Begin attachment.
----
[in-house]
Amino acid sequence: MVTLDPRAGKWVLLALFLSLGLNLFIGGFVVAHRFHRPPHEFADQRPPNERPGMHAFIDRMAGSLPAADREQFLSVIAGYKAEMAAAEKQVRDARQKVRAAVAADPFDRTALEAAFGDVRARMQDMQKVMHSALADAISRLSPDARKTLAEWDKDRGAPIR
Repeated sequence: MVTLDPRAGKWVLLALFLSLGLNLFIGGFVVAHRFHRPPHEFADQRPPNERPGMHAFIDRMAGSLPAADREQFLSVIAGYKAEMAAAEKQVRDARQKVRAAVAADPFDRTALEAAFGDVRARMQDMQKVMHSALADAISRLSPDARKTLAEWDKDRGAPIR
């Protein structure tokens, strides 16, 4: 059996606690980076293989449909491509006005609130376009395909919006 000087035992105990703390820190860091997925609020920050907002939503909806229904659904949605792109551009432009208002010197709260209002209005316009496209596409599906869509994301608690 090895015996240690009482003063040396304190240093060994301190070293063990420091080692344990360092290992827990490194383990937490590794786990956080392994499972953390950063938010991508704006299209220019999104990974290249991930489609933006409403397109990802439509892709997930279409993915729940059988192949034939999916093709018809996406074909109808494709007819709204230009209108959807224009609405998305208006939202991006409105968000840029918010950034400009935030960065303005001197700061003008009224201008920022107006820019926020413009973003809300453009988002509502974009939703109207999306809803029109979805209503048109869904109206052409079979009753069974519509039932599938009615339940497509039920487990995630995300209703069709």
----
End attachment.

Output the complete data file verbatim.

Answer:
[in-house]
Amino acid sequence: MVTLDPRAGKWVLLALFLSLGLNLFIGGFVVAHRFHRPPHEFADQRPPNERPGMHAFIDRMAGSLPAADREQFLSVIAGYKAEMAAAEKQVRDARQKVRAAVAADPFDRTALEAAFGDVRARMQDMQKVMHSALADAISRLSPDARKTLAEWDKDRGAPIR
Repeated sequence: MVTLDPRAGKWVLLALFLSLGLNLFIGGFVVAHRFHRPPHEFADQRPPNERPGMHAFIDRMAGSLPAADREQFLSVIAGYKAEMAAAEKQVRDARQKVRAAVAADPFDRTALEAAFGDVRARMQDMQKVMHSALADAISRLSPDARKTLAEWDKDRGAPIR
């Protein structure tokens, strides 16, 4: 059996606690980076293989449909491509006005609130376009395909919006 000087035992105990703390820190860091997925609020920050907002939503909806229904659904949605792109551009432009208002010197709260209002209005316009496209596409599906869509994301608690 090895015996240690009482003063040396304190240093060994301190070293063990420091080692344990360092290992827990490194383990937490590794786990956080392994499972953390950063938010991508704006299209220019999104990974290249991930489609933006409403397109990802439509892709997930279409993915729940059988192949034939999916093709018809996406074909109808494709007819709204230009209108959807224009609405998305208006939202991006409105968000840029918010950034400009935030960065303005001197700061003008009224201008920022107006820019926020413009973003809300453009988002509502974009939703109207999306809803029109979805209503048109869904109206052409079979009753069974519509039932599938009615339940497509039920487990995630995300209703069709």